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Separation Anxiety and Isolation Distress

Separation anxiety is a fairly common condition in which a dog shows significant signs of fear/anxiety when they are left at home alone or are physically separated from a loved one. With separation anxiety, the dog is not able to be relaxed and comfortable unless a very specific person is present. This can occur in such a way that the dog is fine being left alone with one or two people, yet no one else. However, more commonly there is one individual in particular that is the main focus for the dog, who appears to feel significant distress when they can’t access that person. The term separation anxiety, also known as separation-related distress, has become quite well known and people tend to incorrectly refer to any distress related to a dog being alone as ‘separation anxiety’. In reality, separation anxiety/separation-related distress is a clinical disorder that usually requires consultation with a veterinary behaviourist to properly diagnose.

Many dogs reported by their owners as having separation anxiety, in fact are displaying isolation distress. This refers to a dog displaying significant signs of fear/anxiety when completely alone, but not when some kind of social support is present. This social support can often be human or canine, although sometimes it does need to be an individual that the greyhound is familiar with.

Why is it important to understand the difference between separation anxiety and isolation distress?

It is often the case that the distress a dog is experiencing when alone is mislabelled, because the term ‘separation distress/anxiety’ is more commonly known than isolation distress. This presents an issue when approaching how to manage the distress. 

For separation anxiety cases it is often best to seek veterinary attention and if possible to appropriately medicate the dog as directed by a veterinarian to improve the dog’s emotional state and capacity to learn. If one and only one person is able to keep the dog from being distressed, then these cases are often the most difficult to manage and require a combination of training and medication.

On the other hand when it comes to isolation distress there are multiple ways of mitigating the anxiety and stress that arises; using a neighbour, friend, family member to mind the dog when it would otherwise be alone or even pairing the dog with a canine companion, and implementing behavioural modification techniques to build up the dog’s resilience and increase its capacity to cope when alone. As a last resort, the dog can be rehomed to someone whose lifestyle means the dog will rarely be left alone e.g. retirees or casual workers.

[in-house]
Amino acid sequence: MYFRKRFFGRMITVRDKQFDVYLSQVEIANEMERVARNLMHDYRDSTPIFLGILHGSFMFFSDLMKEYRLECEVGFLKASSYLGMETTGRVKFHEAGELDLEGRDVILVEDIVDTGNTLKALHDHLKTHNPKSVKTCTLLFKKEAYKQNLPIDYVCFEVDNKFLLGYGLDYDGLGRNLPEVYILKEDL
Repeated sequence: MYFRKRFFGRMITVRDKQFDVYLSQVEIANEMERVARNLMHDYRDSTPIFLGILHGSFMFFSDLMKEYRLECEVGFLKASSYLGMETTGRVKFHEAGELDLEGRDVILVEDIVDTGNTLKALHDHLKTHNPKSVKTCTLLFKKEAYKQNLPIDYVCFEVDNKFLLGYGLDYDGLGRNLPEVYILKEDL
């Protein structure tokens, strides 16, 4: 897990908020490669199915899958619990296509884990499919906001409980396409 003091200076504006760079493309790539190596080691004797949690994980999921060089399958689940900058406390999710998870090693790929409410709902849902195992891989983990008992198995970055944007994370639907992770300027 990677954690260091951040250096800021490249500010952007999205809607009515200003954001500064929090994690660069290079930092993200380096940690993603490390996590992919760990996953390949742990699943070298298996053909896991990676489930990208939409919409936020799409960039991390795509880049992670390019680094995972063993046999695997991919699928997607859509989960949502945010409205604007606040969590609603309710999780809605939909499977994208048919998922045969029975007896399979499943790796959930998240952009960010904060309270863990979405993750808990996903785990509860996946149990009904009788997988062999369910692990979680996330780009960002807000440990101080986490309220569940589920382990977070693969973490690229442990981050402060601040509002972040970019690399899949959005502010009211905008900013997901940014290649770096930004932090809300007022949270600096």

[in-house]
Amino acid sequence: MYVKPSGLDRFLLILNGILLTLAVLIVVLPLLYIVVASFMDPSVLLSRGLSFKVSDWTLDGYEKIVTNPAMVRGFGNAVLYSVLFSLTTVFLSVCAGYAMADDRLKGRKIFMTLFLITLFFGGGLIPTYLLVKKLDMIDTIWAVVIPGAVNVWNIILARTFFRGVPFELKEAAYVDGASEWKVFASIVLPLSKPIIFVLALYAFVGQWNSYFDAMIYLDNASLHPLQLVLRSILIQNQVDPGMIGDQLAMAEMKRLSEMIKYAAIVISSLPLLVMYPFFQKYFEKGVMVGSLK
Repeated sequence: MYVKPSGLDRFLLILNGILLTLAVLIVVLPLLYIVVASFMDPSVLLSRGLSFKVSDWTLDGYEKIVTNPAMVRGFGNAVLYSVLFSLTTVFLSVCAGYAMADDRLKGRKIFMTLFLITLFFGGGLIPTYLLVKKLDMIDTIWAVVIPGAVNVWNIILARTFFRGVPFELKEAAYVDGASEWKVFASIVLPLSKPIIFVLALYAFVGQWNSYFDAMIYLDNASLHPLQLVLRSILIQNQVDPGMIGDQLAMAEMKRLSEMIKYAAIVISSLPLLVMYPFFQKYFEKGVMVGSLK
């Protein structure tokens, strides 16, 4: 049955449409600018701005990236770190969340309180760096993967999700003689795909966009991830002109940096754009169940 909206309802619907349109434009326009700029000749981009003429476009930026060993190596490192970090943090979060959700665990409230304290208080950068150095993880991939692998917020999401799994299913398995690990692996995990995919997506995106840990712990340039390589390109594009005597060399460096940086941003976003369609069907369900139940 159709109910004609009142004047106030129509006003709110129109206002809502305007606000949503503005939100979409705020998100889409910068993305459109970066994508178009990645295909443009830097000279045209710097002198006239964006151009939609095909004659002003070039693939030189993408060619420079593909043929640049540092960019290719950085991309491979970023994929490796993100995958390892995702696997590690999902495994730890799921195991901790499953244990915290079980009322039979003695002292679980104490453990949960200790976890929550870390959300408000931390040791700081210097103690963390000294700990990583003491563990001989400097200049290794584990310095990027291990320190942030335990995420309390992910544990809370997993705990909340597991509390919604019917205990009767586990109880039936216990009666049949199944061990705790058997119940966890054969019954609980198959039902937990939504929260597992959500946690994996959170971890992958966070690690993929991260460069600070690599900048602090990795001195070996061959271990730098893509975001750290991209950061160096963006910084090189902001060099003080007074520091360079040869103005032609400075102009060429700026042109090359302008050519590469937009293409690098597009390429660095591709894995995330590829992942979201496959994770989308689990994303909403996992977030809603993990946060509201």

It’s important to remember that each dog is an individual and separation anxiety or isolation distress will vary from case to case.

Signs of either separation anxiety or isolation distress may include:

  • Destruction 
  • Vocalization (whining, howling or barking) 
  • Elimination (toileting inside)
  • Shadowing or following owner very closely
  • Showing anxiety when owner shows signs of imminent departure (e.g. picking up keys)
  • Excessive greeting upon owner’s return
  • Disinterest in eating when alone
  • Behavioral signs of depression (such as general sadness, decreased energy, etc.)
  • Drooling excessively
  • Vomiting/Diarrhea

Greyhounds with Separation anxiety

  • Dogs suspected to have separation anxiety should be referred to a veterinarian with experience in behaviour for diagnosis and formulation of a treatment plan.
  • GAPNSW can provide additional support to you by working in conjunction with the vet and their suggested treatment plans.

Greyhounds with isolation distress

  • For dogs displaying mild signs of distress, GAPNSW have several resources to assist adopters with helping these dogs settle into their routine. Such plans can involve:
    • Building emotional resilience (see handout)
    • Behavioural training plans “Missions” (see work by Melina DeMatini) 

Working with dogs who are distressed does NOT involve leaving them alone in the hope that the animal learns to ‘deal’ with it. Rather, behaviour modification and training aims to improve the dog’s resilience, provide choice and work at their own pace.

From Malena DeMartini’s 2018 Mission Possible course resources

Dogs displaying moderate to severe signs of isolation distress should also be referred to a veterinarian with further training in behaviour for initial examination and diagnosis. GAPNSW can then work in conjunction with the proposed treatment plan.

GAPNSW can develop rehabilitation/management plans based on knowledge of the dog’s history in our care and foster care, as well as whilst in their adoptive homes.

Some greyhounds may show isolation distress in some environments, but not others. For example, some dogs may show no signs of distress when living with another dog (with owners that work full-time), but show significant distress if living as a single dog and left alone for any amount of time. As such, it is important that we match dogs to homes that best meet their needs as individuals. Sometimes this information is revealed after the dog has been adopted. In these situations the dog will have a better quality of life in a different type of home. An adopter who finds themselves in such a situation shouldn’t feel upset, but should think of it as a positive in that they are now helping that dog find a home to thrive in and that suits them best. 

Some adopters may also be willing to help dogs showing isolation distress by adopting a second, more confident greyhound. This can provide constant social support and ease the burden off the adopter, but may not work for every dog. GAPNSW can provide advice on whether your dog may benefit from canine social support.